Dummy That I Am

Discussion in 'Art' started by Snowman Cometh, May 21, 2024.

  1. Snowman Cometh

    Snowman Cometh Active Member

    I often have to call my wife over to ask her if a piece of art is real or printed. Most of the time she takes the piece out of the frame and looks at it. Then she's able to tell. It's obvious, you feel the piece or turn it to the light and the realness shines.

    I bought the two Lupas drawings as originals. They probably are. One is inscribed to the family. The Brahms I didn't win is all over the internet for sale. That was sold as an original. I didn't see it when I went to pick up my two pieces. But, that one is heavily reproduced.

    Is there a way to look through the glass and tell if a drawing is real or not? These have probably been framed since 1933. I hate to take them apart to find out.
  2. mmarco102

    mmarco102 Well-Known Member

    When you say “real” that’s a very broad word to cover mediums. There are various types of paint used, ink, pencil, block prints, stone lithographs prints or others, and more. If you are trying to determine an authentic art compared to a modern printing massed produce. I use a mini hand help microscope, but a strong magnifier would work. A modern print is composed of a dot matrix pattern very distinctive from all the other mediums. I hope this clarifies what you were looking for.
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  3. Snowman Cometh

    Snowman Cometh Active Member

    Sorry, I mean "original". The piece you're holding is the piece the artist created the art on.

    I put the pieces next to the light, and used a magnifying glass to check out the pieces, and they are the originals. There's no dots. I can see the charcoal lines, and he used a bit of white on one of them. They are stunning. I have another that I picked up at auction, I have to post it. I have to remember the artist's name.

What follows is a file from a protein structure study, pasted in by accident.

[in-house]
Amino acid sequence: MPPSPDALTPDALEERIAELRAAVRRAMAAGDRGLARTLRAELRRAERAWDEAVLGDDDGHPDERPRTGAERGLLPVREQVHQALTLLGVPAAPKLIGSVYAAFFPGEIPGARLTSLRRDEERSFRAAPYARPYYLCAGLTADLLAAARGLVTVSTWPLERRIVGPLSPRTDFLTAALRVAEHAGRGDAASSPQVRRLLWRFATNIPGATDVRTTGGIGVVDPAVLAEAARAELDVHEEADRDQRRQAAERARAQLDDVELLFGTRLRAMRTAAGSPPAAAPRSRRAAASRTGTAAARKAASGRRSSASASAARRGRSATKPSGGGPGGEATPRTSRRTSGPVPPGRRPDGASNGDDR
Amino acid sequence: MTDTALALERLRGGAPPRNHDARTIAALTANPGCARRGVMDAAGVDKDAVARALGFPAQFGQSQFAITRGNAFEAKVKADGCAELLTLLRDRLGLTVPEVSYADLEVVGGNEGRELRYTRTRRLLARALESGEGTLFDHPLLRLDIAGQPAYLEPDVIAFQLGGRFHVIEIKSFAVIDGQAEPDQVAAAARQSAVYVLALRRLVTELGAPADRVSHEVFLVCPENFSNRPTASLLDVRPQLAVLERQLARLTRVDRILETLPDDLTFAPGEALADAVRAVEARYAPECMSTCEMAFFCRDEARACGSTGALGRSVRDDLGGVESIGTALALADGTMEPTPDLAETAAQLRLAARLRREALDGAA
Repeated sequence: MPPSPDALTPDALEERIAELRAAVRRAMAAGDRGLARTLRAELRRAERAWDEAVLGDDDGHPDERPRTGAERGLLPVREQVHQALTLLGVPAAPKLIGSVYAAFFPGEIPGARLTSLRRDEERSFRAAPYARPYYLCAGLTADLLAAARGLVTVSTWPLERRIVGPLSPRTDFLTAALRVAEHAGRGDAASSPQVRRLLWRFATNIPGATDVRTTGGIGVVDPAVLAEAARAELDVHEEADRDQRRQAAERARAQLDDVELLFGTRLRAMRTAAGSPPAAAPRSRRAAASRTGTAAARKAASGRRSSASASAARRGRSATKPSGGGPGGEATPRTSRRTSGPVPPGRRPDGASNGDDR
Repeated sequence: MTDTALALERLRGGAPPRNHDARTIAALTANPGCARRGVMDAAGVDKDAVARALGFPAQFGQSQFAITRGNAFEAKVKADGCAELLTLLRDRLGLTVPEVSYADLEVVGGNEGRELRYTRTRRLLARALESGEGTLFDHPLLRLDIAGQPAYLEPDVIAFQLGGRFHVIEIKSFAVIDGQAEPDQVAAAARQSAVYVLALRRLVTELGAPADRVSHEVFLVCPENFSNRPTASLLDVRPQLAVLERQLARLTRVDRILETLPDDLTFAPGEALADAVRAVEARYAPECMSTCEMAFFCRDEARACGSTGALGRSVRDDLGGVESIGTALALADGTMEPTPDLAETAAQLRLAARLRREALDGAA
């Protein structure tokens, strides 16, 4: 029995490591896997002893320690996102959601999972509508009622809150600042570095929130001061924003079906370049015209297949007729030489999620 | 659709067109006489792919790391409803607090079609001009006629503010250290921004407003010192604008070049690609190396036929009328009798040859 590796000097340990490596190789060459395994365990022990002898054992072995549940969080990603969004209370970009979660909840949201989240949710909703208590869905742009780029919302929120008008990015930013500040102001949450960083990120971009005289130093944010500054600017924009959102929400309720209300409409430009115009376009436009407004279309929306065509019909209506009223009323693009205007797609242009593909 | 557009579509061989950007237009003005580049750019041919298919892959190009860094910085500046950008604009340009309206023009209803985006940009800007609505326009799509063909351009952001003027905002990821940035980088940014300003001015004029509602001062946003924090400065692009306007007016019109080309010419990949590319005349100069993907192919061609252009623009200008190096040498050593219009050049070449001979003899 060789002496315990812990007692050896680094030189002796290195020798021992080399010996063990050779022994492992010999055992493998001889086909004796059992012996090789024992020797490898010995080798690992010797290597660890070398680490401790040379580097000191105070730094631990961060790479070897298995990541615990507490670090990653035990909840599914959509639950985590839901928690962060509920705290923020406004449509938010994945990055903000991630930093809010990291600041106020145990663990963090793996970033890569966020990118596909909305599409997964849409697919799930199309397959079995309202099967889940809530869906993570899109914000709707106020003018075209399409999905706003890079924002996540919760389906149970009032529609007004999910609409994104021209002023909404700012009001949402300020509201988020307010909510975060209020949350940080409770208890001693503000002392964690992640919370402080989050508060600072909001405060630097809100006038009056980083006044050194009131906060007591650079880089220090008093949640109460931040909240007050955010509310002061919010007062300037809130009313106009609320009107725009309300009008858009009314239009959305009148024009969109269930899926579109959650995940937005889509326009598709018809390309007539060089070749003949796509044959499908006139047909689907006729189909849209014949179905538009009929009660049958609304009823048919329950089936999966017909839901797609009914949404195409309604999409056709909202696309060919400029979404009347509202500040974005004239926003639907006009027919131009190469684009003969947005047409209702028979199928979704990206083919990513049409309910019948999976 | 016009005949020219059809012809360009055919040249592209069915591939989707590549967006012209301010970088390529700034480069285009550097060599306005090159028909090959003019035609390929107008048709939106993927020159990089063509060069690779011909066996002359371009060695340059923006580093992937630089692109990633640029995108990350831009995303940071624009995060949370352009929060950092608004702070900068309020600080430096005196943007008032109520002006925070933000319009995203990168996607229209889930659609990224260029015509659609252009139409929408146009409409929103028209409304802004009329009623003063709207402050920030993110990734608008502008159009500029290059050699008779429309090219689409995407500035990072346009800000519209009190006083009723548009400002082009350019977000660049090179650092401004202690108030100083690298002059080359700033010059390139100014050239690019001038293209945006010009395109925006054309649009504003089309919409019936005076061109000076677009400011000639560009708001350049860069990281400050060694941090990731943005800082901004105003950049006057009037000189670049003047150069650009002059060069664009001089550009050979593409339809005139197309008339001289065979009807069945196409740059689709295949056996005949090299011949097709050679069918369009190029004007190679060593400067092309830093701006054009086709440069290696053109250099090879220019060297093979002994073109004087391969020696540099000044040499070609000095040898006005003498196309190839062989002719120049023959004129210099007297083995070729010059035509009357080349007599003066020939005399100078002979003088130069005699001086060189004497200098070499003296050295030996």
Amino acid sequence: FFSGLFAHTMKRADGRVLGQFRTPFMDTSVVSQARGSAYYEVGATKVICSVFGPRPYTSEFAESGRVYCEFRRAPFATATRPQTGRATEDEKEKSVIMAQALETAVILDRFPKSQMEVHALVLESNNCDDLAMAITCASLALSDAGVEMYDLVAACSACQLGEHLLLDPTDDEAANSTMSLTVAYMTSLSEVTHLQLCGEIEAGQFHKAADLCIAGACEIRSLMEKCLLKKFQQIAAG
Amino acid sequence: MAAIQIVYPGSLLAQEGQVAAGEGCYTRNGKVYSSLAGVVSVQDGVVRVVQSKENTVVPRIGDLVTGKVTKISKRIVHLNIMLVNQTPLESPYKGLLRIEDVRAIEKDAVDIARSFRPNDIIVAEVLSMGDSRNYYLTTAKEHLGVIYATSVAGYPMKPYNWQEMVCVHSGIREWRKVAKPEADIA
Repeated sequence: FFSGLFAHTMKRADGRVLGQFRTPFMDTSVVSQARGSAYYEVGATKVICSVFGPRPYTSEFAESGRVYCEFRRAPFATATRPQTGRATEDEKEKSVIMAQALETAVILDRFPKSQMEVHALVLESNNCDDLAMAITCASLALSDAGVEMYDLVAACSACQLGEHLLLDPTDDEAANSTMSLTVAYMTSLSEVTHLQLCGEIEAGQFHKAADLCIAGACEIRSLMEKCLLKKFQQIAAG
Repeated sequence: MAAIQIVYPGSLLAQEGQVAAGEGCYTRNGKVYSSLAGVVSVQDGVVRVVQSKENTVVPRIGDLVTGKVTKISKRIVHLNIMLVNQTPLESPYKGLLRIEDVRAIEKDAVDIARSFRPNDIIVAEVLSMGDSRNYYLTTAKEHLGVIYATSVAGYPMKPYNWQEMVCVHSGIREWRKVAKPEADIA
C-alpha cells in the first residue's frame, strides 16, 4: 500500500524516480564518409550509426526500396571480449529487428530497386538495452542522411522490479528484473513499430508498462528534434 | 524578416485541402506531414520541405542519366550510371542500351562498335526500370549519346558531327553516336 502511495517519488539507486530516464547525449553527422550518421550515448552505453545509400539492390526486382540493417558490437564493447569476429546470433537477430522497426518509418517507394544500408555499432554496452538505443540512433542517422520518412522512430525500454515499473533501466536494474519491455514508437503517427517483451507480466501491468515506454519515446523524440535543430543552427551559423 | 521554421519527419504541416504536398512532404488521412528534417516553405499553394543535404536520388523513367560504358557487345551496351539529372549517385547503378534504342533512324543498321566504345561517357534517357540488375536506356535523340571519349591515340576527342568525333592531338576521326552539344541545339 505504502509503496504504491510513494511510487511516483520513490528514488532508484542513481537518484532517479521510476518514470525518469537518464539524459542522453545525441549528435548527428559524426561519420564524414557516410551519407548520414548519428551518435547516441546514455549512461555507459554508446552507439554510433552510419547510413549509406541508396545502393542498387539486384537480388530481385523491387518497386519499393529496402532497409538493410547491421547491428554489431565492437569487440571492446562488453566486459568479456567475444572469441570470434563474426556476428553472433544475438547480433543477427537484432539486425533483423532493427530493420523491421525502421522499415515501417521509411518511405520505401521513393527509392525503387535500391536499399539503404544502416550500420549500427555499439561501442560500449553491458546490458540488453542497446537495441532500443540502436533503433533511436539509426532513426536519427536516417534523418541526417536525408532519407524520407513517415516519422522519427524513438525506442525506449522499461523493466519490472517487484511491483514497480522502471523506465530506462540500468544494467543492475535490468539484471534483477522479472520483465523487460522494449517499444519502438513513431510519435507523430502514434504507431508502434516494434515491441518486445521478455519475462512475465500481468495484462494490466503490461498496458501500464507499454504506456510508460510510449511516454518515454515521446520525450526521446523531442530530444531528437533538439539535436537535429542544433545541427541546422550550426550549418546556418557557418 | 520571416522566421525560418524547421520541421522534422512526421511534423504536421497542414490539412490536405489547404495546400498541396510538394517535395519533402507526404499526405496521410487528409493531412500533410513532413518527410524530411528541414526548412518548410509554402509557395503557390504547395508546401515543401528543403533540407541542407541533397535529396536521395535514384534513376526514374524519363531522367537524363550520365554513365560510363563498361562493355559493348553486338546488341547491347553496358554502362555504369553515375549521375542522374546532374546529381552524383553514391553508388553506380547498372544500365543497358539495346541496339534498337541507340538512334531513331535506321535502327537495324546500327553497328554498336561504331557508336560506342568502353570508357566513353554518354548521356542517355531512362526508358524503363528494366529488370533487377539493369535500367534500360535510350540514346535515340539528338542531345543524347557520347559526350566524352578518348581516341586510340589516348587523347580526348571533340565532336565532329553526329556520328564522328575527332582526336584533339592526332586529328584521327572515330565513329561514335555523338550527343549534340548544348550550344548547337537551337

THANK YOU for the answer. The dots are something I'll look for in the future.
  4. laura9797

    laura9797 Well-Known Member

    Even when removing from the frame, my almost 60 year old eyes need a loop to see matrix pattern or an earlier print. I wish I could wing it! Sometimes a blacklight will help with gouache wash or 'enhanced' prints.
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  5. Debora

    Debora Well-Known Member

    Lupas was an illustrator, not an artist. There's very little information about him on the internet but much of his work was commissioned for projects such as the Artists in Music of Today book, in which case the original artwork would be owned by someone other than Lupas. I suspect most, if not all, of his work that's floating around the internet is a multiple i.e. not the "original" but a print.

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  6. moreotherstuff

    moreotherstuff Izorizent

    You can't count on a dot matrix pattern. Various types of reproductions don't show it. Modern ink jet prints (giclees) would not. Modern reproduction techniques can make the differentiation between original and reproduction very difficult.
    Last edited: May 22, 2024
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  7. mmarco102

    mmarco102 Well-Known Member

    Just to be clear….here is a print by Van Gogh.(excuse the glass reflection) IMG_3752.jpeg

    here it is with a magnifier. (Notice you see brush marks)


    Here is with a hand held microscope. I personally do not know what process of a print this is, but it is obviously not a painting, silkscreen or block print. Perhaps someone out here knows what type this is.

    I may have over generalized by the use of The phrase “dot matrix”. :)

    …and as a last note, modern prints can be embellished, so you would have to check several areas.
    Last edited: May 22, 2024
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